Around four million Indian truck drivers have gone on strike from Wednesday to protest against high fuel prices. A similar strike in 2004 crippled the country for a week and put a strain on India’s economic growth.
India's truck drivers union has called for strikes
Around 200 angry truck drivers in the inner city of New Delhi are demonstrating against the government. They are swinging their fists furiously, shouting slogans like ‘’Down with the government’’ and ‘’Reduce Diesel Prices’’.
Around 20 kilometres away, in the bazaar area of Old Delhi, the truck drivers union meets on the first floor of a run-down building.
There is no other alternative but to go on strike, says union leader Charan Singh Lohara – a bulky man with a blue turban around his head. ``The government has levied so many taxes on truckers: toll tax, road tax, national permit and road development cess, diesel prices. We are in a loss. Nobody can run business in loss,’’ he complains.
"Reduce duty on diesel"
At the beginning of June the government raised the price of diesel by 10 percent. The union leaders have called upon the authorities to cut the duty on diesel, and reduce other charges – otherwise none of the five million trucks from Delhi to Bangalore will go on the road.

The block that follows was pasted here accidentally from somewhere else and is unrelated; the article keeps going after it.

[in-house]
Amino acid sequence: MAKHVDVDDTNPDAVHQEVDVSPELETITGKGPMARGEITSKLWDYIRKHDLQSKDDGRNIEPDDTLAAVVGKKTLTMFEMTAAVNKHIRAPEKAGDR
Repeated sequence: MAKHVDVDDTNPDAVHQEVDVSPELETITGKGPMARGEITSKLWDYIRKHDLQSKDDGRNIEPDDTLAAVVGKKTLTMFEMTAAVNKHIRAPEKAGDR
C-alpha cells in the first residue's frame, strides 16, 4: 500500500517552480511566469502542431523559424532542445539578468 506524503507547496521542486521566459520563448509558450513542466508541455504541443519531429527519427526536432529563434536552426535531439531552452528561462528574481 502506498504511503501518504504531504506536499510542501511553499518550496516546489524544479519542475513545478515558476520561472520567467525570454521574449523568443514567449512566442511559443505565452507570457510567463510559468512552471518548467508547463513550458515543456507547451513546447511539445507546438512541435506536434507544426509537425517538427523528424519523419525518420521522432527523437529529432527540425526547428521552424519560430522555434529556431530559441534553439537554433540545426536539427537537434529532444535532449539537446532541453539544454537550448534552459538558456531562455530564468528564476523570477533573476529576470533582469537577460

Lohara is sure of victory. His trump card is the key role of trucks in the Indian economy: 70 per cent of the goods in India are transported by road, only 30 per cent by rail. And the railways are already over-burdened.
Economic expert Shrawan Nigam is concerned about the development. Already India is suffering a record inflation of 11 per cent. After the government increased diesel prices, all the transport companies followed by raising their prices. This will fuel inflation further, fears Nigam. ``Diesel affects everybody because all movement of any goods involves the use of diesel. That would have a cascading effect across the entire spectrum of prices,’’ he says.
Despite this, the truck drivers are determined to carry on with the strike until they achieve their goals.
Price rise should have been gradual
Oil expert RK Batra from The Energy and Resources Institute (TERI) in India says that the price rise was inevitable given the double whammy of domestic inflation and global fuel price rise.
On the other hand, he says that the global fuel prices had been rising in recent years, and the government should have been increasing the domestic price of fuel gradually, like by a few paisa every week. This way the impact would not be felt. ``But this time not having raised prices for such a long time and then suddenly giving it a big jump, obviously had an adverse impact on the public,’’ says Batra.
However, Batra says that the fuel price hike is a global problem faced in all countries. But compared to other Asian countries like Malaysia and Thailand, Batra says India has controlled the extent of the price rise to protect the consumer.